While in Florida 2 weeks ago, I spent quite some time collecting data on the intertidal snail Batillaria minima. In the 2 beaches where I was studying them, the distributions of these snails were often patchy: there would be areas 2-3 meters wide where I would see none of them and then there would be a cluster of 50 or 100 snails.
I kept some snails in captivity for a few days. I noticed that captive snails also had a tendency to aggregate. I carried out some simple, preliminary experiments by piling the snails up in the centers of containers and then monitoring their behavior over time.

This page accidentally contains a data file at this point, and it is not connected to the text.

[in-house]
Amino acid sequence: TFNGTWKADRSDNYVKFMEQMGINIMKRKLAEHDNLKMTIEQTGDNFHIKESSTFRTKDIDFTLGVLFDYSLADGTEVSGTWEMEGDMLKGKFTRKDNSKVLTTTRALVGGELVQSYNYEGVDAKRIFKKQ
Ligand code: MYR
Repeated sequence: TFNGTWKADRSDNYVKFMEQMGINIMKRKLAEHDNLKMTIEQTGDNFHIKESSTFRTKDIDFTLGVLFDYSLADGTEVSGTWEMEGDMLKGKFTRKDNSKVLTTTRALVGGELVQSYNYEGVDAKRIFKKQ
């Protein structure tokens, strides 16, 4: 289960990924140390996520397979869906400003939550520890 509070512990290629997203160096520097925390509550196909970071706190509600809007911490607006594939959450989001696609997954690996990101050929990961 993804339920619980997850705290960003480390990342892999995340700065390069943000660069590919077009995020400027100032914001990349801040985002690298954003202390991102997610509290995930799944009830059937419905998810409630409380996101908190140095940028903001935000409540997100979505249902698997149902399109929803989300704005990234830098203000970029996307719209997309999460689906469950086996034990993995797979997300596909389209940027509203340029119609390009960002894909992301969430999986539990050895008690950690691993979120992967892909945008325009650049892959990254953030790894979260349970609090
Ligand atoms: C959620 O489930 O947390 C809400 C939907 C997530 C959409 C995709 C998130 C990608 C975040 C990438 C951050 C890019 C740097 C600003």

Here are the photographic records of one such experiment. Initially, there were 40 snails around the center of a box whose bottom measured approximately 11x12 cm.
7 minutes later:
24 minutes later a large aggregate had formed against the top wall:
56 minutes later, the aggregate along the top wall was still there; in addition, there were 2 smaller clusters (or 1 diffuse cluster) along the left wall:
I think the clusters were fluid in that snails continuously moved in and out of them, but because the individual snails were not marked in these experiments, I don't have data to support that claim. I saved that experiment for a future trip to Florida.